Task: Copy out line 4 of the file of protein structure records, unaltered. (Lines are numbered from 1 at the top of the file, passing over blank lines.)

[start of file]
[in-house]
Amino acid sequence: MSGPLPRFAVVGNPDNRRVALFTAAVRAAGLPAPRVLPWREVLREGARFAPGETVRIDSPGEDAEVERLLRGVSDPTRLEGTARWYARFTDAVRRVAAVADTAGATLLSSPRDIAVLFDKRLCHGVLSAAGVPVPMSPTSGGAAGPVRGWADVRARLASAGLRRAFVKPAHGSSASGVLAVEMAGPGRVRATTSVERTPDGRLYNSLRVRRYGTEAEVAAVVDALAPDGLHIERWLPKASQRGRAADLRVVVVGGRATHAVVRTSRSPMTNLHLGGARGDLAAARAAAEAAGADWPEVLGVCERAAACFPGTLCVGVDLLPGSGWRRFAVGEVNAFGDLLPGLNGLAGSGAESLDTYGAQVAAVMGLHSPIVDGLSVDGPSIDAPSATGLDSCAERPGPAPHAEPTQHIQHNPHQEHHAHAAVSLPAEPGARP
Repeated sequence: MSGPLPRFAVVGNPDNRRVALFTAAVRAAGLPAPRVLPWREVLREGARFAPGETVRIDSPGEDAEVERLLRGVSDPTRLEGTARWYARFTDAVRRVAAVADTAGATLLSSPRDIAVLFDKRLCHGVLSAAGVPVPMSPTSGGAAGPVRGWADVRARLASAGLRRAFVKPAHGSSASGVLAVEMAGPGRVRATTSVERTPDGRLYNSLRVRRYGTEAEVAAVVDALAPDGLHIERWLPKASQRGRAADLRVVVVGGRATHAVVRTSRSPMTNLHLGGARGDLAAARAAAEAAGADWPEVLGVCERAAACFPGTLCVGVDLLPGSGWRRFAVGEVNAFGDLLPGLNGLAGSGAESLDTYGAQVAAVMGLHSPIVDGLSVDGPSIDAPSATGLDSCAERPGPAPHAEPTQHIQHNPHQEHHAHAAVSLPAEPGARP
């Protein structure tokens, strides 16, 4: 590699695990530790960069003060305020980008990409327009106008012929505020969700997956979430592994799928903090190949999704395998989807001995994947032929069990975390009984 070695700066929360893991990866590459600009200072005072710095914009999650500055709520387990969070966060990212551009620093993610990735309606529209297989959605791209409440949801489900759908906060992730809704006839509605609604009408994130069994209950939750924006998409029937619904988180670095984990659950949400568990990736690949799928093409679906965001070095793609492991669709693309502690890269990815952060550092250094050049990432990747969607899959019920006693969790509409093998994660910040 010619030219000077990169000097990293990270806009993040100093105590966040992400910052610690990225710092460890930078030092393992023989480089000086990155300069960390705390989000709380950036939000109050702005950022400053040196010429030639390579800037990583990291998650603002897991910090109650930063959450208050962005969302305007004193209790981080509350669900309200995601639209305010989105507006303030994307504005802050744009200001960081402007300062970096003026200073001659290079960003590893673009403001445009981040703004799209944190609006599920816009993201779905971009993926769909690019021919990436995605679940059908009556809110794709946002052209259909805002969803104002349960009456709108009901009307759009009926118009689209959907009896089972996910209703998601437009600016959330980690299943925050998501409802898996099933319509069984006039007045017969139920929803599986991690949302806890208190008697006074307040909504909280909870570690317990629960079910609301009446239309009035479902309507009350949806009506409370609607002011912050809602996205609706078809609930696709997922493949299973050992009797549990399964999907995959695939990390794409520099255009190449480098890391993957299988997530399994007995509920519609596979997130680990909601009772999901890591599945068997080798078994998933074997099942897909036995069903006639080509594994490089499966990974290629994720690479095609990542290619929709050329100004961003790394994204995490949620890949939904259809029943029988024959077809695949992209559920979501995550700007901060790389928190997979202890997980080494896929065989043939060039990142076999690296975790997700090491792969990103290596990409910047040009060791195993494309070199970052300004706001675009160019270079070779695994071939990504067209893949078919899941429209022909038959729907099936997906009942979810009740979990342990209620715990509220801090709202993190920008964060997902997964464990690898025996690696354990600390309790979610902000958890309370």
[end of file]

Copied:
């Protein structure tokens, strides 16, 4: 590699695990530790960069003060305020980008990409327009106008012929505020969700997956979430592994799928903090190949999704395998989807001995994947032929069990975390009984 070695700066929360893991990866590459600009200072005072710095914009999650500055709520387990969070966060990212551009620093993610990735309606529209297989959605791209409440949801489900759908906060992730809704006839509605609604009408994130069994209950939750924006998409029937619904988180670095984990659950949400568990990736690949799928093409679906965001070095793609492991669709693309502690890269990815952060550092250094050049990432990747969607899959019920006693969790509409093998994660910040 010619030219000077990169000097990293990270806009993040100093105590966040992400910052610690990225710092460890930078030092393992023989480089000086990155300069960390705390989000709380950036939000109050702005950022400053040196010429030639390579800037990583990291998650603002897991910090109650930063959450208050962005969302305007004193209790981080509350669900309200995601639209305010989105507006303030994307504005802050744009200001960081402007300062970096003026200073001659290079960003590893673009403001445009981040703004799209944190609006599920816009993201779905971009993926769909690019021919990436995605679940059908009556809110794709946002052209259909805002969803104002349960009456709108009901009307759009009926118009689209959907009896089972996910209703998601437009600016959330980690299943925050998501409802898996099933319509069984006039007045017969139920929803599986991690949302806890208190008697006074307040909504909280909870570690317990629960079910609301009446239309009035479902309507009350949806009506409370609607002011912050809602996205609706078809609930696709997922493949299973050992009797549990399964999907995959695939990390794409520099255009190449480098890391993957299988997530399994007995509920519609596979997130680990909601009772999901890591599945068997080798078994998933074997099942897909036995069903006639080509594994490089499966990974290629994720690479095609990542290619929709050329100004961003790394994204995490949620890949939904259809029943029988024959077809695949992209559920979501995550700007901060790389928190997979202890997980080494896929065989043939060039990142076999690296975790997700090491792969990103290596990409910047040009060791195993494309070199970052300004706001675009160019270079070779695994071939990504067209893949078919899941429209022909038959729907099936997906009942979810009740979990342990209620715990509220801090709202993190920008964060997902997964464990690898025996690696354990600390309790979610902000958890309370």